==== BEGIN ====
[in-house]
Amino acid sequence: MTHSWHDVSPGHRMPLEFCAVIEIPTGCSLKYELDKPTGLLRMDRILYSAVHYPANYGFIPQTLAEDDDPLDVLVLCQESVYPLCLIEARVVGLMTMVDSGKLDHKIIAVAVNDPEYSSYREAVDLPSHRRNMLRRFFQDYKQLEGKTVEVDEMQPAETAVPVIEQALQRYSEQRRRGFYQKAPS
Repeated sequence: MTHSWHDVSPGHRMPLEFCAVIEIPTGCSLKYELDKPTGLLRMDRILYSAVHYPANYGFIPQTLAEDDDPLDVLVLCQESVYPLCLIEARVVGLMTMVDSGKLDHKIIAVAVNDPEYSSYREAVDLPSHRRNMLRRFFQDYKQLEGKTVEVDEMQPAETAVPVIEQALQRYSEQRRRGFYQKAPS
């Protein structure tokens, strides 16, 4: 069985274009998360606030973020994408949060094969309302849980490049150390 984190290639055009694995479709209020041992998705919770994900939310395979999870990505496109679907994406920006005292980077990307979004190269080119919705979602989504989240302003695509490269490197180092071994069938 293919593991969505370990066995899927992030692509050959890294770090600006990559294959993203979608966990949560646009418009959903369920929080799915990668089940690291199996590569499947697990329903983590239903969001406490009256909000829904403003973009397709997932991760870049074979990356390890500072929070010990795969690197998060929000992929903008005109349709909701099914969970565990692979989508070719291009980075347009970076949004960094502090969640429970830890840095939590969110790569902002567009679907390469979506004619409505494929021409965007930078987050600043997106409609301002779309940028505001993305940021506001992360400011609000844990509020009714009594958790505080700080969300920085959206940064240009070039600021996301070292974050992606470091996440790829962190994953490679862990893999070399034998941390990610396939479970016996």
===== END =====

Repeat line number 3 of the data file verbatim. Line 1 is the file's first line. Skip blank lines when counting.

Repeated sequence: MTHSWHDVSPGHRMPLEFCAVIEIPTGCSLKYELDKPTGLLRMDRILYSAVHYPANYGFIPQTLAEDDDPLDVLVLCQESVYPLCLIEARVVGLMTMVDSGKLDHKIIAVAVNDPEYSSYREAVDLPSHRRNMLRRFFQDYKQLEGKTVEVDEMQPAETAVPVIEQALQRYSEQRRRGFYQKAPS